-Of course, war and preparation for more war may not fade from outrage and protest alone. Yet there may be another way. As Buckminister Fuller once noted, “you never change things by fighting the existing reality. To change something, build a new model that makes the existing model obsolete.” 
- 
-The proposed United Nations Emergency Peace Service (UNEPS) – a UN 911 first responder for complex emergencies – is a new model to help prevent armed conflict and genocide, to protect civilians at risk, to ensure prompt start-up of demanding peace operations and, to address human needs where others cannot or will not. It should also offer a rapid and reliable, legitimate UN security guarantor, thus facilitating wider disarmament. ​ 
- 
-A UNEPS is no panacea. It’s simply one key step toward a global peace system; one that encourages a wider shift from war-fighting to providing prompt help and useful services. It is one of the other planks in the current Platform for Survival that this wiki is addressing.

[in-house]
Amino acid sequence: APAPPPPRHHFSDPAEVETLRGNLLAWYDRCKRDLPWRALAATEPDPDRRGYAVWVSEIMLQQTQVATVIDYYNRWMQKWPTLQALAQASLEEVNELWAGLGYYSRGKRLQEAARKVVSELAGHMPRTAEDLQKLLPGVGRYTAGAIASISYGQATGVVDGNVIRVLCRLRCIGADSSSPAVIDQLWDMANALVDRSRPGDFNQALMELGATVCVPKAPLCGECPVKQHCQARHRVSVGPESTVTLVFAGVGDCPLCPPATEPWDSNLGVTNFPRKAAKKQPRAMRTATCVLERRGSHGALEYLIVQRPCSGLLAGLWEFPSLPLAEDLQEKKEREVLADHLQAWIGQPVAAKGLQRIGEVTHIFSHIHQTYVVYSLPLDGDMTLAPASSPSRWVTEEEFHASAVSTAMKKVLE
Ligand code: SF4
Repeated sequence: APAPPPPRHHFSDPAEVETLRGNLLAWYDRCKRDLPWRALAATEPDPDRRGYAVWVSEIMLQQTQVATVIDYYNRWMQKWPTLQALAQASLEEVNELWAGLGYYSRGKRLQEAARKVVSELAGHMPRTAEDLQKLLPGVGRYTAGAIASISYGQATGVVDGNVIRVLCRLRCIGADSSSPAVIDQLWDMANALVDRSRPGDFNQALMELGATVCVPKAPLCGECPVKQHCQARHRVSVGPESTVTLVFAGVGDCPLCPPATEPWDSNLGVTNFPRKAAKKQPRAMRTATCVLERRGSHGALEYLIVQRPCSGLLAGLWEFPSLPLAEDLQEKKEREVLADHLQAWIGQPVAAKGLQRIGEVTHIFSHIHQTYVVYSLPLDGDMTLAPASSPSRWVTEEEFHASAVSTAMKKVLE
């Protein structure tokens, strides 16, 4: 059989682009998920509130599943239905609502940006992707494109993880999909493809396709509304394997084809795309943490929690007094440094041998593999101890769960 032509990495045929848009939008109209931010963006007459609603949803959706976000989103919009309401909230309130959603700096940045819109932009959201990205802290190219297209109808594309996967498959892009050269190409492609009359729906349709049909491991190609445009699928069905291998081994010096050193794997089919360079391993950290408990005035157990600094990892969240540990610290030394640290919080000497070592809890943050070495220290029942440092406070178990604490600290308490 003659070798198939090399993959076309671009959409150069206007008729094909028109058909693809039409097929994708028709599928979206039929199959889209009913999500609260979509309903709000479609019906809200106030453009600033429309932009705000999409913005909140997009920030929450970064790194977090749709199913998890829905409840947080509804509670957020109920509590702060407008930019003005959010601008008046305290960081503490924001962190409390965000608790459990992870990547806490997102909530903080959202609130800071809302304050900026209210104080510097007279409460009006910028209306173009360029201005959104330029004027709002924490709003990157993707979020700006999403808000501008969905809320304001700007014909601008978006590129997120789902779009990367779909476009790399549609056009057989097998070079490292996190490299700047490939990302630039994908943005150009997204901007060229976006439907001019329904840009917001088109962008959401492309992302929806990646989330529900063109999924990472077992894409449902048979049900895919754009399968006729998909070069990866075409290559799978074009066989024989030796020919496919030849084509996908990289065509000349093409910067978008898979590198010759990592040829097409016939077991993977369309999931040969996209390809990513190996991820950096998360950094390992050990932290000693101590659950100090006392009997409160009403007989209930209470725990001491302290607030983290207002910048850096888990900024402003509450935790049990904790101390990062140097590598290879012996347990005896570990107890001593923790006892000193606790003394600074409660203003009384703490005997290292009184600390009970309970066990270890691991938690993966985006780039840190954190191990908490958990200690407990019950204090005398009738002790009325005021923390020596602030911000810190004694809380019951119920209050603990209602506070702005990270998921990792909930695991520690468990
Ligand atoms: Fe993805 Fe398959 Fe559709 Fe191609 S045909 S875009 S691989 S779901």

- 
-Clearly, other steps will be needed including, wider support of the UN Treaty on the Prohibition of Nuclear Weapons, a stronger Arms Trade Treaty and Departments of Peace, as well as renewed efforts on military transformation and economic conversion.  ​ 
- 
-Yet work on these and other steps in isolation simply hasn’t delivered the required results. It’s now vital that people aim higher. 
- 
-Increasingly,​ it’s understood that our shared global challenges are not being adequately addressed. And, challenges such as climate change, inequality and sustainable development,​ cannot be met if two-thirds of 193 sovereign states continue to prepare for more war. Our dilemma is captured in the recent slogan, ‘PLANET OR WAR – YOU CHOOSE’. 
-A global peace system is overdue. It will not be easy to shift from a wildly expensive, high-risk, dysfunctional war system to a legitimate, cost-effective global peace system. Yet the key steps to start this shift are already available.